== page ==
ETP implementation in full swing; it’s a marathon not a sprint, says chief.
Two years since the pledge from the government to turn Malaysia into a high income nation by 2020, Pemandu is reporting that the Economic Transformation Programme (ETP) is well on target.
Minister in the Prime Minister’s Department and CEO of Pemandu, Senator Datuk Seri Idris Jala announced 10 key achievements of the ETP ahead of the release of the second annual report due early next year.
By World Bank definitions, a high income economy reports a gross national income (GNI) per capita of at least US$12,476. By that yardstick, the government has set a target GNI of RM1.73 tillion by 2020 which translates into roughly US$15,000 per capita.
Transformation however, does not imply the sole pursuit of income growth. The ETP stresses inclusiveness and sustainability in its endeavours as well, hence Pemandu’s efforts to facilitate programs and infrastructure development to benefit low income groups and the rural population.
For these efforts to be funded, “the economy has to grow,” Idris highlights.
And grow it has – at an impressive clip. Malaysia reported GNI per capita of US$6,700 in 2009 which was before the ETP took shape. That figure expanded 45% to US$9,700 in 2011. At that rate, Malaysia could achieve its target US$15,000 well before 2020, Idris noted. In 2018, to be specific.
The economy grew 5.3% as at the third quarter, outpacing regional economies such as Singapore, Thailand, South Korea, Taiwan and Hong Kong. Reinforcing the point about growth needing to happen so that government has the funds to invest in inclusive initiatives, last year’s 5.1% GDP growth accrued a total revenue of RM185 billion for the government – its highest ever.
One of the aims of the ETP is to see private investment exceed public or government investment. In 2011, private domestic and foreign investment had reached a 10-year record high. As of Sept 2012, private investment grew by more than a quarter from the previous year, reaching a new record of RM112.2 billion. In 2011, private investment accounted for 57% of all investments. The private sector’s share continues to rise in 2012, reaching 63% as of Sept. Idris stressed that investments by government-linked companies were strictly classified as public investments.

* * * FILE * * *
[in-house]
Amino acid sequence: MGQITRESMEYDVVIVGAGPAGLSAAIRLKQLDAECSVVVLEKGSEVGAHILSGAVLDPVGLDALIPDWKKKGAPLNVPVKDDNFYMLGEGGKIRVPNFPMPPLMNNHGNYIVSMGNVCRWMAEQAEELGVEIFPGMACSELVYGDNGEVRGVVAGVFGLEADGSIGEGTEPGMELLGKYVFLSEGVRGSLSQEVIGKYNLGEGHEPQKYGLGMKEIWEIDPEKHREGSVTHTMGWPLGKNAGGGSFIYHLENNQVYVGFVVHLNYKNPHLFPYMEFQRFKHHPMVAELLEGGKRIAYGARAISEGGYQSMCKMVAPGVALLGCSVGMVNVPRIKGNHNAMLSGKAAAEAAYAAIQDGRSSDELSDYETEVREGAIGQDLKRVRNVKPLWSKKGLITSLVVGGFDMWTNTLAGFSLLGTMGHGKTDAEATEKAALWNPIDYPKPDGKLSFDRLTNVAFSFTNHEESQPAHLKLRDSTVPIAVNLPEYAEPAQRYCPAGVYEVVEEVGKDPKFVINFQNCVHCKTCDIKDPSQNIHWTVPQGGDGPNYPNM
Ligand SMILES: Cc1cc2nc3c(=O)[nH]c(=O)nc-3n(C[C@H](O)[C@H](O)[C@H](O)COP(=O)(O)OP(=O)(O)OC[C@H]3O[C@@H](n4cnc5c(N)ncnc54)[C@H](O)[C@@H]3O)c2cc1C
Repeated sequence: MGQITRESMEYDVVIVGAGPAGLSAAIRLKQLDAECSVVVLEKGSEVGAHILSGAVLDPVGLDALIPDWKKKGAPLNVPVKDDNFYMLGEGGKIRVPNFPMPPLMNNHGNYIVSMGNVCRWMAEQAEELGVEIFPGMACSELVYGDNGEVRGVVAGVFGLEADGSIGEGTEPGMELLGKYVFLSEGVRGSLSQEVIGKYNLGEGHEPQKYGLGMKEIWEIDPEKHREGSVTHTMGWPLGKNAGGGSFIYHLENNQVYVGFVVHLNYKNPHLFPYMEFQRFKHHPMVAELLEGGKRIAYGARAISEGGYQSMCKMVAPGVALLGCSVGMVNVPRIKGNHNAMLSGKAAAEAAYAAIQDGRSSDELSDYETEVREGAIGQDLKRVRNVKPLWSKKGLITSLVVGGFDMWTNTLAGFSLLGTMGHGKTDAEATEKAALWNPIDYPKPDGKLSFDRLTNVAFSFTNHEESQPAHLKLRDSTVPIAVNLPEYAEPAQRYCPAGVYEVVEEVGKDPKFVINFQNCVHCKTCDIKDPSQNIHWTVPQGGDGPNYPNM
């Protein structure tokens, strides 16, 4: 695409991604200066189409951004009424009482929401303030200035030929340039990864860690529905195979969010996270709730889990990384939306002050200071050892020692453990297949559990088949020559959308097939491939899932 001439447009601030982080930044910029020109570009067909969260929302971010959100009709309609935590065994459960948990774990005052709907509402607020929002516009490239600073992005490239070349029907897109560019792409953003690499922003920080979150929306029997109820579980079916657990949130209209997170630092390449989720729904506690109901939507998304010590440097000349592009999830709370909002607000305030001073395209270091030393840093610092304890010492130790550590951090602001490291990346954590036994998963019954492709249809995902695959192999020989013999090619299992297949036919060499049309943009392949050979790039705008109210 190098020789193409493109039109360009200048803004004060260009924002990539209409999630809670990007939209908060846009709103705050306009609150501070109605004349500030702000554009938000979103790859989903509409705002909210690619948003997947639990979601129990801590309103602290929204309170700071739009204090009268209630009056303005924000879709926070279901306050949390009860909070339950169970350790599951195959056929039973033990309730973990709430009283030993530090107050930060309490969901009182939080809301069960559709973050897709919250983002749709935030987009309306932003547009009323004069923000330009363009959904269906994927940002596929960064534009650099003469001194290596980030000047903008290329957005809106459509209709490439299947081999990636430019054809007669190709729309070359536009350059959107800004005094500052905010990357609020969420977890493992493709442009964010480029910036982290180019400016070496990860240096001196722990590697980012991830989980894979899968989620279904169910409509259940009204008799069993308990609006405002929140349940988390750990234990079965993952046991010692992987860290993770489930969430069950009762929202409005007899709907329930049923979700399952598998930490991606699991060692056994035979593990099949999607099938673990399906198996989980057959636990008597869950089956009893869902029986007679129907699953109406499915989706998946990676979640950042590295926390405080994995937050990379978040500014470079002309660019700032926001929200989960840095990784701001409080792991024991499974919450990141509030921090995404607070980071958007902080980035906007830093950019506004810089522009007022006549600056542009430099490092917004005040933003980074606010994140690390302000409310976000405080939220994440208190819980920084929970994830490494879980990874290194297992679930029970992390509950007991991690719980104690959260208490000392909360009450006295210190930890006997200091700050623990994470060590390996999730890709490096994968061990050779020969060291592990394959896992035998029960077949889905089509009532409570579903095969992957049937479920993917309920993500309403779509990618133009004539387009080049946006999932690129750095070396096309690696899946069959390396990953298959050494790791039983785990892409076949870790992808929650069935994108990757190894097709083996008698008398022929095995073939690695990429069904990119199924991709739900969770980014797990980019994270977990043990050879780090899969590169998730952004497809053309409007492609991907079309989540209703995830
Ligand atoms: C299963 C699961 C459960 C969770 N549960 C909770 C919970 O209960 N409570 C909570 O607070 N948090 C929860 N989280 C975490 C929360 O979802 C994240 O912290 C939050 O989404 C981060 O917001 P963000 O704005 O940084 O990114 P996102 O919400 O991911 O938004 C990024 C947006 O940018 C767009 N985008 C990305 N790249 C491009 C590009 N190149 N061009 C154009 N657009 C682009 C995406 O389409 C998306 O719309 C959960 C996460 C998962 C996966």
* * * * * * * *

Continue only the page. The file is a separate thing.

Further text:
Such vigorous investment activity is observed in the Entry Point Projects (EPPs), in which the ETP has placed great focus. When the ETP was first announced there were 131 EPPs. Since then, Pemandu has recorded a total of 152 EPPs involving both private and public sectors, out of which 149 projects have been announced with a total committed investment of RM212 billion.
The projects range from large scale infrastructure development such as urban rail development, to smaller scale projects that help sundry shop proprietors improve their business strategies.
“Concurrently, the projects are progressing well. Out of the 152 EPPs so far, 93% are already underway, out of which 36% are currently operational,” Jala said.
In addition, the government introduced the Competition Act in 1 January, liberalised 15 out of 17 sub-sectors and set a minimum wage that swings into force next year. These measures fall under the Strategic Reform Initiatives (SRI) of which 51 have been proposed.
With private companies taking the lead on spending, the government is able to reduce its fiscal deficit, bringing it closer to its aims of balancing the budget by 2020. Deficit reduction has been consistent since 2009, declining from 6.6% of GDP to 4.8% of GDP in 2011. Fiscal prudence is a priority and Malaysia has a self-imposed debt ceiling of 55%.
In a boost to the country’s image, international organisations have recognised Malaysia’s progress. For example, the World Bank raised Malaysia’s global ranking from 18th position to 12th position in its Doing Business Report. At Kearney’s FDI Confidence Index for Malaysia has risen from 21 in 2010 to 10 in 2012, putting it ahead of South Korea, Thailand, and Vietnam. The IMD World COmpetitiveness Yearbook ranking shows Malaysia rising from 16th place in 2011 to 14th in 2012. And in an added bonus, Kuala Lumpur was ranked as the fourth best shopping city in the world. Meanwhile, Harvard University and Princeton University have published case studies on the transformation of Malaysia which are used in their teaching courses.
The ETP’s achievements against the Key Performance Indicator this year was at 94% as validated by PricewaterhouseCoopers.
Photo courtesy of Flickr User Alex E. Proimos